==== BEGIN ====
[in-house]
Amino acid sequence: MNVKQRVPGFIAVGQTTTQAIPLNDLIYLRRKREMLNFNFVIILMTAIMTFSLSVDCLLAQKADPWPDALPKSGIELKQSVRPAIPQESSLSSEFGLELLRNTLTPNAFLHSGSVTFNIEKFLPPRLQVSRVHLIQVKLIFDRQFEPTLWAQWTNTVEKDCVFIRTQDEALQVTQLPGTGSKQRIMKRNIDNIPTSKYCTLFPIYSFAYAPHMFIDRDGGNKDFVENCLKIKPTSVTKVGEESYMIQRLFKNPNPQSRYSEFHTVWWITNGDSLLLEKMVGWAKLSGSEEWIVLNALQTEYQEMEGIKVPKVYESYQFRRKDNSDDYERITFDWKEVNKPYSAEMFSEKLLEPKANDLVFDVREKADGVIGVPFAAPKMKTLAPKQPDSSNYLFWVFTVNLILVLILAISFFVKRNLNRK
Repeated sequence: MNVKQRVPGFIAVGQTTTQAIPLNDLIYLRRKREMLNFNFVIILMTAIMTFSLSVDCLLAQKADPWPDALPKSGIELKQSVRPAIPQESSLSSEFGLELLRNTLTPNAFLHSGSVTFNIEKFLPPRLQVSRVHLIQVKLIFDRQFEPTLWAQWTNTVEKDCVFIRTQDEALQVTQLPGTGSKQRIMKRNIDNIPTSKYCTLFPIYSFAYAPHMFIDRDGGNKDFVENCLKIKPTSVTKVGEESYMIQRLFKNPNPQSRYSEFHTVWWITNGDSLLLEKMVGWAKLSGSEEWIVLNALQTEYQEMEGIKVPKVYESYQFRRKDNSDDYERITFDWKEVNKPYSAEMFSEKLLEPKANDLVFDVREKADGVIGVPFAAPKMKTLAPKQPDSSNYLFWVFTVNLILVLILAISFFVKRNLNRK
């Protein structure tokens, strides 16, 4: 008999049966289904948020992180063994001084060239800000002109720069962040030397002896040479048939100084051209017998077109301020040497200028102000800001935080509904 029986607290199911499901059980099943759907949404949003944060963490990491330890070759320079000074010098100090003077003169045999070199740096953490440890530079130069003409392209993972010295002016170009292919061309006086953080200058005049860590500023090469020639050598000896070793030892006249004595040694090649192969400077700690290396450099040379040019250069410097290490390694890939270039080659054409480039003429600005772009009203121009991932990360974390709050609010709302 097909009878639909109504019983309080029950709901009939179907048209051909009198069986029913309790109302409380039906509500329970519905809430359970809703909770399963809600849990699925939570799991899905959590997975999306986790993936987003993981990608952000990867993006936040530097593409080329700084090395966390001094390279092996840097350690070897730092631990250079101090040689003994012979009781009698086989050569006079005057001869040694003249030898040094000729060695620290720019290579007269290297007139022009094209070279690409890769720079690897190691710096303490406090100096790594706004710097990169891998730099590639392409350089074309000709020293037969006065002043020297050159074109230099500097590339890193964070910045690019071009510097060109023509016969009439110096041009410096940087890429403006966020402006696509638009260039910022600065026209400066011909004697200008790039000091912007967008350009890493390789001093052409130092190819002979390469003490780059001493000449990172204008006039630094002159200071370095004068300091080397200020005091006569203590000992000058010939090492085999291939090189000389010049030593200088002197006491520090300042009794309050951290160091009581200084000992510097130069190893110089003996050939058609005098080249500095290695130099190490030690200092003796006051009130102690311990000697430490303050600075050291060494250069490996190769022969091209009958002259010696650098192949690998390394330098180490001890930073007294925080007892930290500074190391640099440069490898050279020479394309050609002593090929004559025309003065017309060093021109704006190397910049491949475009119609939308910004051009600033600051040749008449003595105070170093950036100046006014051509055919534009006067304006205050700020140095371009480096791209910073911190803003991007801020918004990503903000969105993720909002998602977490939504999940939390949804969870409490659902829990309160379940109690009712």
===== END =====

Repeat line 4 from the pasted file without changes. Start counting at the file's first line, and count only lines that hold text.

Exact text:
């Protein structure tokens, strides 16, 4: 008999049966289904948020992180063994001084060239800000002109720069962040030397002896040479048939100084051209017998077109301020040497200028102000800001935080509904 029986607290199911499901059980099943759907949404949003944060963490990491330890070759320079000074010098100090003077003169045999070199740096953490440890530079130069003409392209993972010295002016170009292919061309006086953080200058005049860590500023090469020639050598000896070793030892006249004595040694090649192969400077700690290396450099040379040019250069410097290490390694890939270039080659054409480039003429600005772009009203121009991932990360974390709050609010709302 097909009878639909109504019983309080029950709901009939179907048209051909009198069986029913309790109302409380039906509500329970519905809430359970809703909770399963809600849990699925939570799991899905959590997975999306986790993936987003993981990608952000990867993006936040530097593409080329700084090395966390001094390279092996840097350690070897730092631990250079101090040689003994012979009781009698086989050569006079005057001869040694003249030898040094000729060695620290720019290579007269290297007139022009094209070279690409890769720079690897190691710096303490406090100096790594706004710097990169891998730099590639392409350089074309000709020293037969006065002043020297050159074109230099500097590339890193964070910045690019071009510097060109023509016969009439110096041009410096940087890429403006966020402006696509638009260039910022600065026209400066011909004697200008790039000091912007967008350009890493390789001093052409130092190819002979390469003490780059001493000449990172204008006039630094002159200071370095004068300091080397200020005091006569203590000992000058010939090492085999291939090189000389010049030593200088002197006491520090300042009794309050951290160091009581200084000992510097130069190893110089003996050939058609005098080249500095290695130099190490030690200092003796006051009130102690311990000697430490303050600075050291060494250069490996190769022969091209009958002259010696650098192949690998390394330098180490001890930073007294925080007892930290500074190391640099440069490898050279020479394309050609002593090929004559025309003065017309060093021109704006190397910049491949475009119609939308910004051009600033600051040749008449003595105070170093950036100046006014051509055919534009006067304006205050700020140095371009480096791209910073911190803003991007801020918004990503903000969105993720909002998602977490939504999940939390949804969870409490659902829990309160379940109690009712």